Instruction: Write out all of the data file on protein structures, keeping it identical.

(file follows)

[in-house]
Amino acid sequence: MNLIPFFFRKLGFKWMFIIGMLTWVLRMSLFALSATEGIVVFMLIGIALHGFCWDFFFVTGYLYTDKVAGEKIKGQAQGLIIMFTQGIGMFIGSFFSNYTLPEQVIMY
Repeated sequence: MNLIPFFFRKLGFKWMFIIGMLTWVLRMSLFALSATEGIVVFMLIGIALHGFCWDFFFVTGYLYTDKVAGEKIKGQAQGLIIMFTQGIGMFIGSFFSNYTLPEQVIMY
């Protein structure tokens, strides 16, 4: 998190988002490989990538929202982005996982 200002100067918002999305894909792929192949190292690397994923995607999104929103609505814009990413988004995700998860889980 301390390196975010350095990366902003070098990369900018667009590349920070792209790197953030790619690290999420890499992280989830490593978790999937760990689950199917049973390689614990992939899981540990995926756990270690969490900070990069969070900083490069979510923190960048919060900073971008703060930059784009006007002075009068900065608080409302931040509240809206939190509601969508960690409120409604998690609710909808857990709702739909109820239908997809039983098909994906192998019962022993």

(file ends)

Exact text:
[in-house]
Amino acid sequence: MNLIPFFFRKLGFKWMFIIGMLTWVLRMSLFALSATEGIVVFMLIGIALHGFCWDFFFVTGYLYTDKVAGEKIKGQAQGLIIMFTQGIGMFIGSFFSNYTLPEQVIMY
Repeated sequence: MNLIPFFFRKLGFKWMFIIGMLTWVLRMSLFALSATEGIVVFMLIGIALHGFCWDFFFVTGYLYTDKVAGEKIKGQAQGLIIMFTQGIGMFIGSFFSNYTLPEQVIMY
């Protein structure tokens, strides 16, 4: 998190988002490989990538929202982005996982 200002100067918002999305894909792929192949190292690397994923995607999104929103609505814009990413988004995700998860889980 301390390196975010350095990366902003070098990369900018667009590349920070792209790197953030790619690290999420890499992280989830490593978790999937760990689950199917049973390689614990992939899981540990995926756990270690969490900070990069969070900083490069979510923190960048919060900073971008703060930059784009006007002075009068900065608080409302931040509240809206939190509601969508960690409120409604998690609710909808857990709702739909109820239908997809039983098909994906192998019962022993």